Julia Mastrangelo of Ridgewood has all the makings of an Irish dancer.
She's got the moves. She's got the pin-straight red hair. She's got the zeal.
There's just one thing that sets her apart.
"My last name gives it away," said Mastrangelo, 16.
"Usually everyone's name is Irish. And then there's me."
She's Jewish-Italian -- only a quarter Irish.
But that's never mattered to Mastrangelo. She started when she was seven years old, after her mom saw dancers from the JIG Factory perform at the Ridgewood tree lighting.
"She originally thought I would do ballet," the teen recalled. "But when she saw the dancers that night she realized it was how I moved around the house.
"She thought I would be good at it."
She was. She is.
Mastrangelo is an open champion (that's the highest level in Irish dancing) and took fifth place at the World Irish Dancing Championships last year in Ireland.
Mastrangelo says her teacher, Susan Daly Stanek, has taught her everything she knows.
And her heritage has nothing to do with it.
In fact, some of her toughest competition are girls with even less Irish blood than she.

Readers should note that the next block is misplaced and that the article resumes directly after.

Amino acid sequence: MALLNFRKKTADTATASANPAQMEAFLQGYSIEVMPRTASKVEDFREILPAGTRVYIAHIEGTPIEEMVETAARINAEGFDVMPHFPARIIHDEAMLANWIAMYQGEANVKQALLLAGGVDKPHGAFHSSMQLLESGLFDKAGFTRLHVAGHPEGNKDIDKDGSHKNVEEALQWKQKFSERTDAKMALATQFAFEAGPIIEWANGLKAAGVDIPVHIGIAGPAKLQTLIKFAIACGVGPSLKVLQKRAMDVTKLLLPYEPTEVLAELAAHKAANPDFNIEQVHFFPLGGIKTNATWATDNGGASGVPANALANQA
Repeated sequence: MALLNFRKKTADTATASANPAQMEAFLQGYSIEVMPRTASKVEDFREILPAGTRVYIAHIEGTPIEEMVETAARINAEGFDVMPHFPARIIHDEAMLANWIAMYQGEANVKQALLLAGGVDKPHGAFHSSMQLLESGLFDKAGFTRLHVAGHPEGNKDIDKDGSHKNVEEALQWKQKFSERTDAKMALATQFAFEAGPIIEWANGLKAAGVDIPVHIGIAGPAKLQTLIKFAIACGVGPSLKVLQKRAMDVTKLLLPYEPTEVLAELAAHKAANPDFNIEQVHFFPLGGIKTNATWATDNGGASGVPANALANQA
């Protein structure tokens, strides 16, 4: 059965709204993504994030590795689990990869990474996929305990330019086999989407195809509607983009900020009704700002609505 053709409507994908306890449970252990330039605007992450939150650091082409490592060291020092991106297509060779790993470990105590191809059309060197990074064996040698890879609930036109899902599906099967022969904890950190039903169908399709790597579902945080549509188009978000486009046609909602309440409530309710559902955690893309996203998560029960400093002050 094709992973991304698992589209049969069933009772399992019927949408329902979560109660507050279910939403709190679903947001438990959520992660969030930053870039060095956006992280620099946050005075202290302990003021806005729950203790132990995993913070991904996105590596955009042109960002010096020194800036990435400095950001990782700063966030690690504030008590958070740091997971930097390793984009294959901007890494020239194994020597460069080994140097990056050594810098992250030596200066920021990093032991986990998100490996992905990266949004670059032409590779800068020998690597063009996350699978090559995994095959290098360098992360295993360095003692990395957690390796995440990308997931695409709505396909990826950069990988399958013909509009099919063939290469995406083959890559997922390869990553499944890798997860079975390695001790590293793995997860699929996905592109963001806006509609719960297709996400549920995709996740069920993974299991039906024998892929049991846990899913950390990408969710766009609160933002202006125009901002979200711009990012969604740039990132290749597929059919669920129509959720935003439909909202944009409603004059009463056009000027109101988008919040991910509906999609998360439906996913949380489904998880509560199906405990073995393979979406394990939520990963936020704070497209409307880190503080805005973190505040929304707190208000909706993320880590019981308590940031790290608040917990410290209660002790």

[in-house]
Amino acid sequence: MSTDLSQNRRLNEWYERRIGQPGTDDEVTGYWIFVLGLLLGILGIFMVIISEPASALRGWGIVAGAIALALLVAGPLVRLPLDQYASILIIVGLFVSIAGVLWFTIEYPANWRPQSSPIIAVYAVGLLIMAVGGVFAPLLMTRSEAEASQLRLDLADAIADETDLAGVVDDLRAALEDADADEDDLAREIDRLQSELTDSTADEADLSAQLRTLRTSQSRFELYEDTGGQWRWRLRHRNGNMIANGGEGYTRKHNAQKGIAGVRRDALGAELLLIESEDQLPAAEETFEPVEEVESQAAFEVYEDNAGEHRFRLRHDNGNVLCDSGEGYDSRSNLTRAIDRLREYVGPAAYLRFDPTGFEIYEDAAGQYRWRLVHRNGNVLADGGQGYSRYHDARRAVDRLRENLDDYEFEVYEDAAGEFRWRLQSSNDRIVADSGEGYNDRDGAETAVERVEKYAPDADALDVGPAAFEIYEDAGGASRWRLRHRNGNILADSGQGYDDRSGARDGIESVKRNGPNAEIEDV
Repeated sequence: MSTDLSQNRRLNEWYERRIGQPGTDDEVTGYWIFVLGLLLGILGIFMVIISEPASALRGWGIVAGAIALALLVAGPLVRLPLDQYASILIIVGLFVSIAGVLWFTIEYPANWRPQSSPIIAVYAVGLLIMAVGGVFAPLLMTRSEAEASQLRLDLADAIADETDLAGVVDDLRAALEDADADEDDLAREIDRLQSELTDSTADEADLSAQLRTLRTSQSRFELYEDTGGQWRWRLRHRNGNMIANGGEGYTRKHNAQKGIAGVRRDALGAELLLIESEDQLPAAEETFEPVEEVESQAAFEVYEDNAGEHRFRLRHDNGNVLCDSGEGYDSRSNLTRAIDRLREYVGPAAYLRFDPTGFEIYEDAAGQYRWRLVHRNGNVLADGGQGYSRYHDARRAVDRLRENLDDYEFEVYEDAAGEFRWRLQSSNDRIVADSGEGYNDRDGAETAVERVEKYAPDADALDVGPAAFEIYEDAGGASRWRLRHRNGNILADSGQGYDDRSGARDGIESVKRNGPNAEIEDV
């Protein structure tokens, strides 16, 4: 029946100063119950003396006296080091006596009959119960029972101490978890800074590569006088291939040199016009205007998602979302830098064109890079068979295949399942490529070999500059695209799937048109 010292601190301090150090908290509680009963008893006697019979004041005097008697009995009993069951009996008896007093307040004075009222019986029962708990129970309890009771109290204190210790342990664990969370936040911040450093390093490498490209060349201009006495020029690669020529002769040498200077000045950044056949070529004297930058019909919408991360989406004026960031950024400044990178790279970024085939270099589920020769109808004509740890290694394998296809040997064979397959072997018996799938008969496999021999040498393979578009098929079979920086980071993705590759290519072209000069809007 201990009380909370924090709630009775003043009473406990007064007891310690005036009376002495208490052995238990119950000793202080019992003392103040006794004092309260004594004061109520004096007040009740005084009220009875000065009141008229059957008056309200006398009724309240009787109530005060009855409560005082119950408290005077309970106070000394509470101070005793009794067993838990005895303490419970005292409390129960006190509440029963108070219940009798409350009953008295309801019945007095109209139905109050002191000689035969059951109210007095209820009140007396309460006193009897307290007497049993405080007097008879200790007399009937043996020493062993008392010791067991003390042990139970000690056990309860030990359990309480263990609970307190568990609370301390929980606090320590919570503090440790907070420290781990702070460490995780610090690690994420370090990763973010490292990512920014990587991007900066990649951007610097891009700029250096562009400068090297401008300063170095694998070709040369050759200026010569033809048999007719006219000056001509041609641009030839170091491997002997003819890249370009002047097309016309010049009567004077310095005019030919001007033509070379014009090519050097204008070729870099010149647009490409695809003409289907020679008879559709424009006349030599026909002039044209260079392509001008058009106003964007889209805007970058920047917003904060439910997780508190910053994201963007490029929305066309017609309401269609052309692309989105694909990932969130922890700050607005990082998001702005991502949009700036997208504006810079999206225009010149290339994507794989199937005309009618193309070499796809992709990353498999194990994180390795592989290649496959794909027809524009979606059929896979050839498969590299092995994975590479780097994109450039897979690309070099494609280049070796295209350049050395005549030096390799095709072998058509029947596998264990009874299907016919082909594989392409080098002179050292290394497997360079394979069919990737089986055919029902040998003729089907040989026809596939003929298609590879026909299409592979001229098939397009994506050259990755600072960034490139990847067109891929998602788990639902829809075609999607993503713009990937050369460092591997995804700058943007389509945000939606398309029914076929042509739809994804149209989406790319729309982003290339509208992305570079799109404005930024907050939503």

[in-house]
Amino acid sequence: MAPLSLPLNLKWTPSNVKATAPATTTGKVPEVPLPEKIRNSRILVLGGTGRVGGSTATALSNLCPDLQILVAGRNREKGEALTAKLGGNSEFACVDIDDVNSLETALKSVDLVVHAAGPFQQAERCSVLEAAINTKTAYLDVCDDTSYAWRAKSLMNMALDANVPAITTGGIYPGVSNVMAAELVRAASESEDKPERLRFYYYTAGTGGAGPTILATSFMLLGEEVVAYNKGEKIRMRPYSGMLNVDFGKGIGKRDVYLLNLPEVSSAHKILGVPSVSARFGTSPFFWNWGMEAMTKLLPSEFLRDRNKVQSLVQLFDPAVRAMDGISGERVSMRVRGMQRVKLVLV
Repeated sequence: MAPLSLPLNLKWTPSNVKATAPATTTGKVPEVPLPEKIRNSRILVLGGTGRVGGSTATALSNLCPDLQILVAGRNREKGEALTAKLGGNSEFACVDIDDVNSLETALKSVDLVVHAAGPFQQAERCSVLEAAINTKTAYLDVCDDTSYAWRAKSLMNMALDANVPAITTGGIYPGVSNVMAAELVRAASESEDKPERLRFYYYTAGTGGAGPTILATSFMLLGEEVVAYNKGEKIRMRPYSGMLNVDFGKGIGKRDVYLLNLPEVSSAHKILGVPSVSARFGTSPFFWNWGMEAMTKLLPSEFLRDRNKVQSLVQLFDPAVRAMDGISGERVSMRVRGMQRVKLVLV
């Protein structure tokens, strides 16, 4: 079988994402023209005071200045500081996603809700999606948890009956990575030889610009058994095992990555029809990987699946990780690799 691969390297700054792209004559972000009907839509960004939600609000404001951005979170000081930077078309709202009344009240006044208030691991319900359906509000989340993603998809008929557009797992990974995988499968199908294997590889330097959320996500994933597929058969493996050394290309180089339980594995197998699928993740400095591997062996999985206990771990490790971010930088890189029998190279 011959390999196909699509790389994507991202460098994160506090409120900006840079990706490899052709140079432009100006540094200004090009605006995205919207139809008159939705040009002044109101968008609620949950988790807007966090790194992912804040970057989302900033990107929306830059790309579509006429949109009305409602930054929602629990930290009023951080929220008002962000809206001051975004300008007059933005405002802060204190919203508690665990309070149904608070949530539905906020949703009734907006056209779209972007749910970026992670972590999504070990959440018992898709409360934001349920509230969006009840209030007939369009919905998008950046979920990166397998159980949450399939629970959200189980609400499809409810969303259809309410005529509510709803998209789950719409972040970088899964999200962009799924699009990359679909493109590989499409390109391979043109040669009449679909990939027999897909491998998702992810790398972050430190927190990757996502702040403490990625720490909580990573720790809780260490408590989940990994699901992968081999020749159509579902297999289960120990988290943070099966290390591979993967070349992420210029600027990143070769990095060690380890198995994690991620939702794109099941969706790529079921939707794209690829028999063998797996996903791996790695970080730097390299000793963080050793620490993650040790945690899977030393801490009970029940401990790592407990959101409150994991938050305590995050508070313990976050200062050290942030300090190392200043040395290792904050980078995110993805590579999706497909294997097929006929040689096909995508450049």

"It's becoming more and more true now," she said. "There are tons of different people at the competitions. It's not just Irish people that can do it."
Mastrangelo enjoys competing more than performing. She says she's easily motivated, practicing two or three times a week at the JIG Factory and in her free time, drilling moves in a makeshift studio in her basement.
"I've found a good balance," she said. "I don't care about winning -- I seem to do better each time I compete."
One day becoming best in the world would be incredible, Mastrangelo said.
But it's not her top priority.
"I just want to do better," she said. "I'll be happy with whatever."
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